At Park View Pediatric Dentistry & Orthodontics, we take a preventative approach to dental care. Beginning with a child’s first visit to the dentist, our goal is to build a foundation for patients to achieve healthy smiles that last a lifetime. Through regular dental cleanings, fluoride treatment and dental sealants, we strive to prevent the onset, progress and recurrence of common dental problems.
Since each patient is unique, our pediatric dentists are committed to tailoring preventative treatment plans to fit every child’s individual needs. Learn more about common dental problems and preventative services offered at Park View Pediatric Dentistry & Orthodontics by clicking on the various pages below.
Preventative dentistry for children is a collaborative effort between the pediatric dentist, the patient and his or her parents. Along with cleanings and other preventative treatments, proper home care and a balanced diet are also important for promoting and maintaining oral health. Our pediatric dentists and dental hygienists provide the following services to help our young patients establish good oral hygiene practices that stick with them for life.
Oral Hygiene Instruction
Tooth decay doesn’t discriminate by age. It can affect adults, teens and even your infant or toddler. As parents, it’s our role to set our children on the path of good oral health. Cavity prevention is a vital part of that.
When food remains on the teeth, it is consumed by bacteria naturally present in the mouth. These bacteria convert the food into acid, ultimately contributing to the production of plaque, a sticky substance that clings to the teeth. The acids in plaque will harm the enamel of the teeth, creating cavities.
Tooth decay is a serious problem that can ultimately lead to infection, pain and loss of teeth.
Here are a few simple steps you can take to prevent tooth decay in your child:
- Never put your baby to sleep with a bottle containing anything except water. Putting your child to sleep with a bottle containing juice or milk is one of the biggest culprits when it comes to early childhood cavities.
- Start to teach brushing habits once a tooth appears in your child’s mouth.
- Supervise tooth brushing. A child under two years old should not use toothpaste with fluoride. An adult should assist a child in tooth brushing until six years of age.
Eating a balanced diet plays an important role in dental health, too. Brushing and flossing help keep your child’s teeth clean and gums healthy, but good nutrition is necessary to help boost the immune system. When the immune system is strong, your child is less vulnerable to developing oral disease.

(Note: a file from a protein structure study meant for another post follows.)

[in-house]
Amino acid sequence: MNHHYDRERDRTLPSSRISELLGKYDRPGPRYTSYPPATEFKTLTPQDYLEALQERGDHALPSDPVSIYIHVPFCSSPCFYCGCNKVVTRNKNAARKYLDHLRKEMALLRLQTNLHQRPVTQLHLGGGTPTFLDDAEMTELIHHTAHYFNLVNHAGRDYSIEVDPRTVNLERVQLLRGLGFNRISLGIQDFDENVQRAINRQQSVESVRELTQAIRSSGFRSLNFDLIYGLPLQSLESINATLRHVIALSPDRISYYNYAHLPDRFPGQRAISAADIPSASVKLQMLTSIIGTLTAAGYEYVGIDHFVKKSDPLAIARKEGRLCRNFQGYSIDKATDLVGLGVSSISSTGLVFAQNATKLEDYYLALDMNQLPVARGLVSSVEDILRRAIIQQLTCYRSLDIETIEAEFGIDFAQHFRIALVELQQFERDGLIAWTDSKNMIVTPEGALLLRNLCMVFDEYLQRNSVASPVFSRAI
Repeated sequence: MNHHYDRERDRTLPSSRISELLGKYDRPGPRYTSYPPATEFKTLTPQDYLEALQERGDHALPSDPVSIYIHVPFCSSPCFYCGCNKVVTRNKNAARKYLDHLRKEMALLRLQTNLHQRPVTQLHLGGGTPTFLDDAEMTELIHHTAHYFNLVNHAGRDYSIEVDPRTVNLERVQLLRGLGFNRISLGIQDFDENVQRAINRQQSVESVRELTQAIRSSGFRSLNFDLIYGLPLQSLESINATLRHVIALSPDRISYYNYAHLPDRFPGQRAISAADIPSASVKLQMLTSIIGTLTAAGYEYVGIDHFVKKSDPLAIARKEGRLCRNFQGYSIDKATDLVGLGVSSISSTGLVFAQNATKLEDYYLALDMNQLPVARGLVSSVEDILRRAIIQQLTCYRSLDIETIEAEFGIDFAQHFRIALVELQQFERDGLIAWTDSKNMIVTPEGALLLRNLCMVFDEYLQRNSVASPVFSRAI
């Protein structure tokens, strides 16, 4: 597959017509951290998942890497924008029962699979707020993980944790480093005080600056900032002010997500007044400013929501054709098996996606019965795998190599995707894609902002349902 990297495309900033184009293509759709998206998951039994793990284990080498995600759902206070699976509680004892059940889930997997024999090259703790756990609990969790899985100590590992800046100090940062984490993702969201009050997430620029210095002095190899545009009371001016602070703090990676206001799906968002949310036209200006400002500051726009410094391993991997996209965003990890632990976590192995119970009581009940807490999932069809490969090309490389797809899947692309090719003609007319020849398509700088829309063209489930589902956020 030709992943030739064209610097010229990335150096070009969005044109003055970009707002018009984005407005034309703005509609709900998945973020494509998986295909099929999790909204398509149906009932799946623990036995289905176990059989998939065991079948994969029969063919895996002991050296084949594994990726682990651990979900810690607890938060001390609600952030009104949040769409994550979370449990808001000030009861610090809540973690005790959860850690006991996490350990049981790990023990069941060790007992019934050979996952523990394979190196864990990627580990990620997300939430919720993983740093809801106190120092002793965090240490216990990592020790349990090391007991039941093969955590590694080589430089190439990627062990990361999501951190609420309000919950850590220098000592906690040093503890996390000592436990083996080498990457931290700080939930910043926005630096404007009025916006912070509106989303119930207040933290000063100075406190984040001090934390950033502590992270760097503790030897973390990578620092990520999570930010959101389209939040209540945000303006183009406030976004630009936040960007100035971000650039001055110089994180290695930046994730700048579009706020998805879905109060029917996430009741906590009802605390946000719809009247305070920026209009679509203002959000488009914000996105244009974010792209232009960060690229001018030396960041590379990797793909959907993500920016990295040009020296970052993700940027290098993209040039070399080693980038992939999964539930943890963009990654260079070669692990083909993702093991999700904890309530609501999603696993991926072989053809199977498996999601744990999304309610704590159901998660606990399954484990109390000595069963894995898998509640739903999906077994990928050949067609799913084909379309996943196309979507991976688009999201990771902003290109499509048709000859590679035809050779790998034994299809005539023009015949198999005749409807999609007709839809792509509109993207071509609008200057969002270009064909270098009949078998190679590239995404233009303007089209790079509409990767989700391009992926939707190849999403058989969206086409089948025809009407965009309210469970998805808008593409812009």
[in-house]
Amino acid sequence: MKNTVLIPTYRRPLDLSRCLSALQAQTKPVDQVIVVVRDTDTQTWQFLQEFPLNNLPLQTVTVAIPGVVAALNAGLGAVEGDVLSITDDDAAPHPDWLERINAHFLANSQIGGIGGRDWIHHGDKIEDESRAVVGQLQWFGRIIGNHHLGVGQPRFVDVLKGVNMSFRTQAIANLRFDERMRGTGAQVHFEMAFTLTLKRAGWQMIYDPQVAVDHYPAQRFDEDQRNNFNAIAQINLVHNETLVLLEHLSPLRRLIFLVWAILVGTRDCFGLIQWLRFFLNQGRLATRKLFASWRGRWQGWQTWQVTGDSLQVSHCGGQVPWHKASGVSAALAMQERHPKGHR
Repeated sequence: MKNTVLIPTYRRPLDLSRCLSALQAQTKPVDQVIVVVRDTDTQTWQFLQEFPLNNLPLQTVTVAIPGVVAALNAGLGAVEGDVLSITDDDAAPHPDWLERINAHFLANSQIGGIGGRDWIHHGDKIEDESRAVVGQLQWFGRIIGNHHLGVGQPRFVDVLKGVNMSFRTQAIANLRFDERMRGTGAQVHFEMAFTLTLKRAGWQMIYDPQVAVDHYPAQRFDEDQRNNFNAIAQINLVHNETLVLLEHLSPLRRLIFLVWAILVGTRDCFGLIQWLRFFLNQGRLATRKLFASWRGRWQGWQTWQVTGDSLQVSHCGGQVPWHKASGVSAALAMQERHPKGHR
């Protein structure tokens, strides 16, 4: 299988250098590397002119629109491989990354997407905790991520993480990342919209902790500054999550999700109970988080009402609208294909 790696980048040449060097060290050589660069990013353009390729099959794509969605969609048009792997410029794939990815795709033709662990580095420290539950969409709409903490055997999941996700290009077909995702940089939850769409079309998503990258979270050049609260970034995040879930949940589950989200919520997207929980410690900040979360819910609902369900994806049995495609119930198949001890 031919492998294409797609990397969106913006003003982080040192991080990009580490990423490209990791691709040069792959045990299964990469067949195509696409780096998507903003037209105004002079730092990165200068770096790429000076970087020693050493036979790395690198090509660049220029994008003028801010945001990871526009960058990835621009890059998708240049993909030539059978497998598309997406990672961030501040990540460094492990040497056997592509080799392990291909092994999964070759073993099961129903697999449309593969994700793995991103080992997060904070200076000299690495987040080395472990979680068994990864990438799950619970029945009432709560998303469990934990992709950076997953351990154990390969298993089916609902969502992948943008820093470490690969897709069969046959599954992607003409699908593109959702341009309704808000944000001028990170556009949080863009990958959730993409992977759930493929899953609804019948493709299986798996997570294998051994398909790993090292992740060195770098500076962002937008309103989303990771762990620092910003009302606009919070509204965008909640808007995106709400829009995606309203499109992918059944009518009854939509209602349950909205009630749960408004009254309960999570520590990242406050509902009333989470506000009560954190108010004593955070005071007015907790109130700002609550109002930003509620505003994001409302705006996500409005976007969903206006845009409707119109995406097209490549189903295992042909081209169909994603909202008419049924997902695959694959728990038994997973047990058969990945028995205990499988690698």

A child’s eating habits can profoundly affect their dental health. Carbohydrates, sugars and starchy foods such as cake, candy, bread or pretzels can cause the bacteria in the mouth to produce acids, which then attack the teeth. Treats are best provided at the end of a meal, when increased quantities of saliva can wash away their residue. Snacking between meals without brushing afterward gives bacteria a perpetual source of fuel to feed on. This leads to the development of plaque and eventually tooth decay and cavities.
Oral Habit Counseling
Persistent harmful habits can affect the growth of the teeth and jaws and cause abnormalities. Thumb sucking and pacifier use are very common self-soothing behaviors in babies, but can be detrimental to the alignment of the teeth if they continue as children get older. Parents can help prevent bad oral habits by comforting an anxious child and offering them praise when they are not sucking. Our dentists can also explain to your child how oral habits affect their mouth in order to help discourage the behavior as well. When necessary, patient counseling, behavior modification therapy or a preventive appliance may be recommended.
One oral habit seen in some pediatric patients is tongue thrusting. Tongue thrusting is a habit in which the tongue moves to a forward position in the mouth during swallowing. It can cause an open bite and other orthodontic issues. Sometimes, a night guard or another appliance can correct the problem. In other cases, oral therapy is necessary to train the patient to change the tongue’s posture.